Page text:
Subtract AND ( -= ) This operator subtracts the right operand from the left operand and assigns it to the left operand if both operands are equal.
Multiply AND ( *= ) It multiplies the left operand with the right and then assigns it to the left operand.
Divide AND ( /= ) This operator divides the left operand by the right operand and assigns it to the left operand.

Using the wrong indentation

Indentation represents a block of code, so Python syntax uses it to determine how statements are grouped. Subsequently, a Python syntax error can occur when the code is incorrectly indented. Likewise, failure to indent the code inside a conditional statement, function, or loop can produce an IndentionError. In other words, this error occurs when you don’t have the right number of spaces in the code block.

Another indentation error is TabError, which occurs if a line uses spaces when the rest of the file uses tabs or vice versa. It is easy to miss TabError, especially when the tab size is the same width as the number of spaces.

Switching Python versions

Python has several versions, and they come with upgrades. Therefore, if you are familiar with working with a particular version but get an upgraded one, you need to read the syntax documentation again. For example, in Python version 2, the print statement was a keyword. However, in version 3, it became an in-built function. Therefore, you will get a Python syntax error if you use the version 2 syntax for version 3.

Invalid syntax errors

Invalid syntax errors occur when the parser cannot understand a certain line of code. Some situations that make it difficult for the parser to understand code include:

  • Missing colon at the end of a function definition or IF statement
  • Using a Python keyword for a variable name
  • Using a symbol that is invalid in the present context

String errors with single and double quotes

Strings, in Python syntax, can be defined by using quotes, either single or double ones. A common cause of Python syntax error is starting with one type of quote and ending with another type. Therefore, it becomes crucial to close a string with proper quotes to avoid a syntax error.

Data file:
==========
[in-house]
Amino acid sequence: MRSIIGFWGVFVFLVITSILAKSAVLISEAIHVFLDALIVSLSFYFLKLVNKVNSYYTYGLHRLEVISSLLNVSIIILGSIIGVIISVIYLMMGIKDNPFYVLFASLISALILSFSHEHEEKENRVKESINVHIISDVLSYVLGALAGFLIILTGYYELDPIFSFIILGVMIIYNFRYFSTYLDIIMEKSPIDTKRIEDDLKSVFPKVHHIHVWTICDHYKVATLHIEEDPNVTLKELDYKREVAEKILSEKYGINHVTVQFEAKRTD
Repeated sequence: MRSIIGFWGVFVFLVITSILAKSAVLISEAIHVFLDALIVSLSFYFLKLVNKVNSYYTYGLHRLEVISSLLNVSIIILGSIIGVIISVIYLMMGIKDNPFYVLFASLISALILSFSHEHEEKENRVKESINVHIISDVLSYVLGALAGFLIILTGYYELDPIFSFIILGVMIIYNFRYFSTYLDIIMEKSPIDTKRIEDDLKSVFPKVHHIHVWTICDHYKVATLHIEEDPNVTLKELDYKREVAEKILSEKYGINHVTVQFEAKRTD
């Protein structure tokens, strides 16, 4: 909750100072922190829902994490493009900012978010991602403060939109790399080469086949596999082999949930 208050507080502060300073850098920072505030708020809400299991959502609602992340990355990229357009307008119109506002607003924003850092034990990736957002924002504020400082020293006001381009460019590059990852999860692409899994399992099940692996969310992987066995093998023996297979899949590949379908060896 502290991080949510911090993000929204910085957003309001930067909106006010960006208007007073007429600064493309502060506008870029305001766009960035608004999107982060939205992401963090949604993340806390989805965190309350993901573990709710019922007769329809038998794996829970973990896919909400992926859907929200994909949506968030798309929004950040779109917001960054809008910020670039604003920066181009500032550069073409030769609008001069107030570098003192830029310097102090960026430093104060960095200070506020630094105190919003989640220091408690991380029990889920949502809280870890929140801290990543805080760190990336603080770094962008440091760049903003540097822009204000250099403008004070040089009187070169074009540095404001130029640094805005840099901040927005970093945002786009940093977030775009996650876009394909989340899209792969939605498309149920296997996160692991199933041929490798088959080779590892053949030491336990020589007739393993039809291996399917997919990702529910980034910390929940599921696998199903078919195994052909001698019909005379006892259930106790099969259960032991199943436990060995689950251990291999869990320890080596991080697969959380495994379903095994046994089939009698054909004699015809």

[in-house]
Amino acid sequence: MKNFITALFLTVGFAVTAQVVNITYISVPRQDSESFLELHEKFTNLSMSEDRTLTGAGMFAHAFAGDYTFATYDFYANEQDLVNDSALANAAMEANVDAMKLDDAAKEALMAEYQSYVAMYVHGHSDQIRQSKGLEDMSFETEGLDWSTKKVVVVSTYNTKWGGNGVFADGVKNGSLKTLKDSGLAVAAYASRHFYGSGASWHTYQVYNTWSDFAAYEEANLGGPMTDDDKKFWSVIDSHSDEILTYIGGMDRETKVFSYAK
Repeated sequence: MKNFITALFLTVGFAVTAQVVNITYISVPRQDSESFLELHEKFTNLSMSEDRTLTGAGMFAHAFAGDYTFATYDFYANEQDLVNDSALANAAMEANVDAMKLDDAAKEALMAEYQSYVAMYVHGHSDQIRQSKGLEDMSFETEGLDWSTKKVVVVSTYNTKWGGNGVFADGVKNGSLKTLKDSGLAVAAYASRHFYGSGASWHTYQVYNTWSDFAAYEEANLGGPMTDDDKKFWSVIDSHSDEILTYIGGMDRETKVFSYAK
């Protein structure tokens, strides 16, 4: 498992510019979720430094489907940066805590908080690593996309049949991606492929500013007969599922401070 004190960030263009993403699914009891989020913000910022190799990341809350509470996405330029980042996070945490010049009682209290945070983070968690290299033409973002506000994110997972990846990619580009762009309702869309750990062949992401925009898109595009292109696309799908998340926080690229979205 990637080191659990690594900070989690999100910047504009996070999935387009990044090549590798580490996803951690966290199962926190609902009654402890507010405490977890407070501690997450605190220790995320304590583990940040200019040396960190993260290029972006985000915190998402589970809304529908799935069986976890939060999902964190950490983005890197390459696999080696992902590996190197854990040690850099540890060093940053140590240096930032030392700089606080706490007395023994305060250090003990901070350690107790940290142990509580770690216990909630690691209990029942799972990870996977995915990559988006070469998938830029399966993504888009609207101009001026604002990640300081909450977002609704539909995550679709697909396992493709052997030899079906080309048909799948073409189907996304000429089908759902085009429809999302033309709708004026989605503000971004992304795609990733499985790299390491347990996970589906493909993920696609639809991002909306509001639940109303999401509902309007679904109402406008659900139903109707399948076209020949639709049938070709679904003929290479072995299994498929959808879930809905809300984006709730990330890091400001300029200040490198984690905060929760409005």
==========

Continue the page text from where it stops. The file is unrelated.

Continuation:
Relationship between how Python Interprets Code and Syntax ErrorsRelationship between how Python Interprets Code and Syntax Errors

A fundamental understanding of how Python interprets codes is essential to identifying and resolving syntax errors. Here is a basic process of how it works:


Lexical analysis, also called lexing, is the first stage of the interpretation or compilation of Python code. Subsequently, the interpreter reads the source code as a sequence of characters and translates it into a sequence of lexical units. However, each lexical unit represents a meaningful character with semantic meaning in the Python syntax like operations, identifiers, keywords, etc. 


The second stage regarding how a Python code is interpreted is parsing. This phase involves the application of the rules of Python syntax to the sequence of lexical units generated in the first phase. A significant aspect of parsing is the organization of the lexical units into a more complex structure, which represents the syntactic structure of the program.

This structure is often called a parse tree or an Abstract Syntax Tree (AST) because it is a data structure in the form of a tree. While there are various parsing techniques, Python interprets codes via the LL (1) parsing technique. It works by parsing the code from the top to the bottom and from left to right. However, a Python syntax error can occur during parsing when the sequence of the lexical units does not correspond to any valid application of the syntax rules. 

For example, if you wrote b = 4 / but did not include the second operand for the / operator, you would get a syntax error response. This is because the statement is not valid according to Python’s coding rules. 


After the source code has been lexed and parsed into an Abstract Syntax Tree (AST), the next phase is compilation. The compiling phase involves transforming the AST into a lower-level form- bytecode. 

Bytecode is a simple, platform-independent form of machine code that can easily be executed by the Python interpreter. Subsequently, the instructions in bytecode match simple operations that the Python interpreter can execute, such as calling a function or performing a mathematical operation.

The compiler works by translating each node in the AST into one or more bytecode instructions. For example, a division operation in the AST may be compiled into bytecode instructions to load the operands onto a stack, perform the division, and store the output into a variable.

Since Python is a high-level programming language, you don’t really have to break a sweat regarding the bytecode. This is because the interpreter has the capacity to compile your code into bytecode and execute it. Therefore, this allows you to focus on the logic and structure of the code to identify and fix any inconsistency.